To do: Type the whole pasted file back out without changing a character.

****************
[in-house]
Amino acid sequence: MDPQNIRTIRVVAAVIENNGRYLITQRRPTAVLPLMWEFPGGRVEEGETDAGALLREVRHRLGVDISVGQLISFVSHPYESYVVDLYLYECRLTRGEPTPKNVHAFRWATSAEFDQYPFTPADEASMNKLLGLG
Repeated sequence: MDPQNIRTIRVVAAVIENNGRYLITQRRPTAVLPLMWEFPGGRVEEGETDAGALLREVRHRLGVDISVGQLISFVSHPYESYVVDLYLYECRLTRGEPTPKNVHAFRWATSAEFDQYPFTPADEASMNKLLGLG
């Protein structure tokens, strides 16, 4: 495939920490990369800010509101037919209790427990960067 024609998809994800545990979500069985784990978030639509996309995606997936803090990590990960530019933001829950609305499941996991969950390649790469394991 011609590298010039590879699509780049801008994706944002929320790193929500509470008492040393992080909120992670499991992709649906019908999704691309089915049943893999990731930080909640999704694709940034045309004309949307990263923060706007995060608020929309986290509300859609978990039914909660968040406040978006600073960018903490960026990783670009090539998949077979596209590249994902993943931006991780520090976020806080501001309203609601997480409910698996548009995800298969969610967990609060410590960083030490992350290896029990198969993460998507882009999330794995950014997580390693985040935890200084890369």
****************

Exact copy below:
[in-house]
Amino acid sequence: MDPQNIRTIRVVAAVIENNGRYLITQRRPTAVLPLMWEFPGGRVEEGETDAGALLREVRHRLGVDISVGQLISFVSHPYESYVVDLYLYECRLTRGEPTPKNVHAFRWATSAEFDQYPFTPADEASMNKLLGLG
Repeated sequence: MDPQNIRTIRVVAAVIENNGRYLITQRRPTAVLPLMWEFPGGRVEEGETDAGALLREVRHRLGVDISVGQLISFVSHPYESYVVDLYLYECRLTRGEPTPKNVHAFRWATSAEFDQYPFTPADEASMNKLLGLG
């Protein structure tokens, strides 16, 4: 495939920490990369800010509101037919209790427990960067 024609998809994800545990979500069985784990978030639509996309995606997936803090990590990960530019933001829950609305499941996991969950390649790469394991 011609590298010039590879699509780049801008994706944002929320790193929500509470008492040393992080909120992670499991992709649906019908999704691309089915049943893999990731930080909640999704694709940034045309004309949307990263923060706007995060608020929309986290509300859609978990039914909660968040406040978006600073960018903490960026990783670009090539998949077979596209590249994902993943931006991780520090976020806080501001309203609601997480409910698996548009995800298969969610967990609060410590960083030490992350290896029990198969993460998507882009999330794995950014997580390693985040935890200084890369």